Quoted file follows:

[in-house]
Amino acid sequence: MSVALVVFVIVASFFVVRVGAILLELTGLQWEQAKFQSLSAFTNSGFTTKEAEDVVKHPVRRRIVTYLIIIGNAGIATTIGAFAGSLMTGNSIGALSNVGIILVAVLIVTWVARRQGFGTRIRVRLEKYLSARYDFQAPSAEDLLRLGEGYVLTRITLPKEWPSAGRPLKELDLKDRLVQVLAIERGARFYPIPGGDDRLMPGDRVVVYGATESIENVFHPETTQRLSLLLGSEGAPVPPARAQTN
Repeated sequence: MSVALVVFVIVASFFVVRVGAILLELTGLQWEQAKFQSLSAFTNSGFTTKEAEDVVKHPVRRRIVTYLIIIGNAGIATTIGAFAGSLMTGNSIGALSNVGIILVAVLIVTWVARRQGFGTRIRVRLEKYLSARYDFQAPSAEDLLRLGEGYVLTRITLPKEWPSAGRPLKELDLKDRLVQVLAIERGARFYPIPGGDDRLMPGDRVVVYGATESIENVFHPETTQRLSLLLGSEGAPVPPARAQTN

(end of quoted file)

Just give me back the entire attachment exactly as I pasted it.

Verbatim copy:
[in-house]
Amino acid sequence: MSVALVVFVIVASFFVVRVGAILLELTGLQWEQAKFQSLSAFTNSGFTTKEAEDVVKHPVRRRIVTYLIIIGNAGIATTIGAFAGSLMTGNSIGALSNVGIILVAVLIVTWVARRQGFGTRIRVRLEKYLSARYDFQAPSAEDLLRLGEGYVLTRITLPKEWPSAGRPLKELDLKDRLVQVLAIERGARFYPIPGGDDRLMPGDRVVVYGATESIENVFHPETTQRLSLLLGSEGAPVPPARAQTN
Repeated sequence: MSVALVVFVIVASFFVVRVGAILLELTGLQWEQAKFQSLSAFTNSGFTTKEAEDVVKHPVRRRIVTYLIIIGNAGIATTIGAFAGSLMTGNSIGALSNVGIILVAVLIVTWVARRQGFGTRIRVRLEKYLSARYDFQAPSAEDLLRLGEGYVLTRITLPKEWPSAGRPLKELDLKDRLVQVLAIERGARFYPIPGGDDRLMPGDRVVVYGATESIENVFHPETTQRLSLLLGSEGAPVPPARAQTN